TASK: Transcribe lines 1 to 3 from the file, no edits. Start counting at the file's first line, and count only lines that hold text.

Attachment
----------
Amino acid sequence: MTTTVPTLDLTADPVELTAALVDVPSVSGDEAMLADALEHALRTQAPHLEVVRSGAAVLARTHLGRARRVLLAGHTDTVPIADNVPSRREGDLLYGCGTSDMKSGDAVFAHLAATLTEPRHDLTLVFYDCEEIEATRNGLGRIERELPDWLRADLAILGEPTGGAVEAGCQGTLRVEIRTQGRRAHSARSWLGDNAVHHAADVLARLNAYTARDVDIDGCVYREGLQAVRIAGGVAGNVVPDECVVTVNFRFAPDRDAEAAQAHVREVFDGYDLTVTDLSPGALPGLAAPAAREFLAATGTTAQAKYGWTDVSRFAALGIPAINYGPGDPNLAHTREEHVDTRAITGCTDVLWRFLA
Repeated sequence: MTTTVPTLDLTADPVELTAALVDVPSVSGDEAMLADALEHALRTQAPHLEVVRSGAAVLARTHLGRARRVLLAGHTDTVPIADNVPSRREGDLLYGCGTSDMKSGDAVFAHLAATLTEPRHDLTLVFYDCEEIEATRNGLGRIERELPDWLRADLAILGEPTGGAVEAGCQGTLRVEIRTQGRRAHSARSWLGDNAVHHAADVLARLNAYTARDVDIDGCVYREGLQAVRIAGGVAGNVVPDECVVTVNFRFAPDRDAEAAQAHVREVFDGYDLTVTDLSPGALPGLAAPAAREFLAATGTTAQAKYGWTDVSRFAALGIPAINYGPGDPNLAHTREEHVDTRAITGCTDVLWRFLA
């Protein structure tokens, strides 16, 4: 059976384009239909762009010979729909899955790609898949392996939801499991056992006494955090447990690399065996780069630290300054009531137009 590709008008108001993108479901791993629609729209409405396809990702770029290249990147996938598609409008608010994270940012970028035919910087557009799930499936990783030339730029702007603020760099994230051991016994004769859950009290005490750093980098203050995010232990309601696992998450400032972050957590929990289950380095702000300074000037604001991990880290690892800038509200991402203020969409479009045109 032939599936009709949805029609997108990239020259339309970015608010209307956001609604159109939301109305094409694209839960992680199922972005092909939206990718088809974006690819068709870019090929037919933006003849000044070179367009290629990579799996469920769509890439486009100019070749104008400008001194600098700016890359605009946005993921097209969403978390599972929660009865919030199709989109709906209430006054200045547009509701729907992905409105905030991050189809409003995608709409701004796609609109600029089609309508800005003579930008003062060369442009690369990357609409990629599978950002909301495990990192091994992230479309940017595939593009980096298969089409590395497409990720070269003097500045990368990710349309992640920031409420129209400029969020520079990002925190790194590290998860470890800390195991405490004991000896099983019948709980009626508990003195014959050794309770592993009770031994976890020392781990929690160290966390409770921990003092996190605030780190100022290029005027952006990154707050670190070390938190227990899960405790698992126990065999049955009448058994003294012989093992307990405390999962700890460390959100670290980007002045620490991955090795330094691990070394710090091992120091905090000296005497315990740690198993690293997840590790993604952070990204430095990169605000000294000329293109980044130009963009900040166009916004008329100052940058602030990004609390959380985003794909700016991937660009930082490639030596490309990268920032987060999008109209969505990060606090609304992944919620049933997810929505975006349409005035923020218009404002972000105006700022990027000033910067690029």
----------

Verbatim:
Amino acid sequence: MTTTVPTLDLTADPVELTAALVDVPSVSGDEAMLADALEHALRTQAPHLEVVRSGAAVLARTHLGRARRVLLAGHTDTVPIADNVPSRREGDLLYGCGTSDMKSGDAVFAHLAATLTEPRHDLTLVFYDCEEIEATRNGLGRIERELPDWLRADLAILGEPTGGAVEAGCQGTLRVEIRTQGRRAHSARSWLGDNAVHHAADVLARLNAYTARDVDIDGCVYREGLQAVRIAGGVAGNVVPDECVVTVNFRFAPDRDAEAAQAHVREVFDGYDLTVTDLSPGALPGLAAPAAREFLAATGTTAQAKYGWTDVSRFAALGIPAINYGPGDPNLAHTREEHVDTRAITGCTDVLWRFLA
Repeated sequence: MTTTVPTLDLTADPVELTAALVDVPSVSGDEAMLADALEHALRTQAPHLEVVRSGAAVLARTHLGRARRVLLAGHTDTVPIADNVPSRREGDLLYGCGTSDMKSGDAVFAHLAATLTEPRHDLTLVFYDCEEIEATRNGLGRIERELPDWLRADLAILGEPTGGAVEAGCQGTLRVEIRTQGRRAHSARSWLGDNAVHHAADVLARLNAYTARDVDIDGCVYREGLQAVRIAGGVAGNVVPDECVVTVNFRFAPDRDAEAAQAHVREVFDGYDLTVTDLSPGALPGLAAPAAREFLAATGTTAQAKYGWTDVSRFAALGIPAINYGPGDPNLAHTREEHVDTRAITGCTDVLWRFLA
């Protein structure tokens, strides 16, 4: 059976384009239909762009010979729909899955790609898949392996939801499991056992006494955090447990690399065996780069630290300054009531137009 590709008008108001993108479901791993629609729209409405396809990702770029290249990147996938598609409008608010994270940012970028035919910087557009799930499936990783030339730029702007603020760099994230051991016994004769859950009290005490750093980098203050995010232990309601696992998450400032972050957590929990289950380095702000300074000037604001991990880290690892800038509200991402203020969409479009045109 032939599936009709949805029609997108990239020259339309970015608010209307956001609604159109939301109305094409694209839960992680199922972005092909939206990718088809974006690819068709870019090929037919933006003849000044070179367009290629990579799996469920769509890439486009100019070749104008400008001194600098700016890359605009946005993921097209969403978390599972929660009865919030199709989109709906209430006054200045547009509701729907992905409105905030991050189809409003995608709409701004796609609109600029089609309508800005003579930008003062060369442009690369990357609409990629599978950002909301495990990192091994992230479309940017595939593009980096298969089409590395497409990720070269003097500045990368990710349309992640920031409420129209400029969020520079990002925190790194590290998860470890800390195991405490004991000896099983019948709980009626508990003195014959050794309770592993009770031994976890020392781990929690160290966390409770921990003092996190605030780190100022290029005027952006990154707050670190070390938190227990899960405790698992126990065999049955009448058994003294012989093992307990405390999962700890460390959100670290980007002045620490991955090795330094691990070394710090091992120091905090000296005497315990740690198993690293997840590790993604952070990204430095990169605000000294000329293109980044130009963009900040166009916004008329100052940058602030990004609390959380985003794909700016991937660009930082490639030596490309990268920032987060999008109209969505990060606090609304992944919620049933997810929505975006349409005035923020218009404002972000105006700022990027000033910067690029």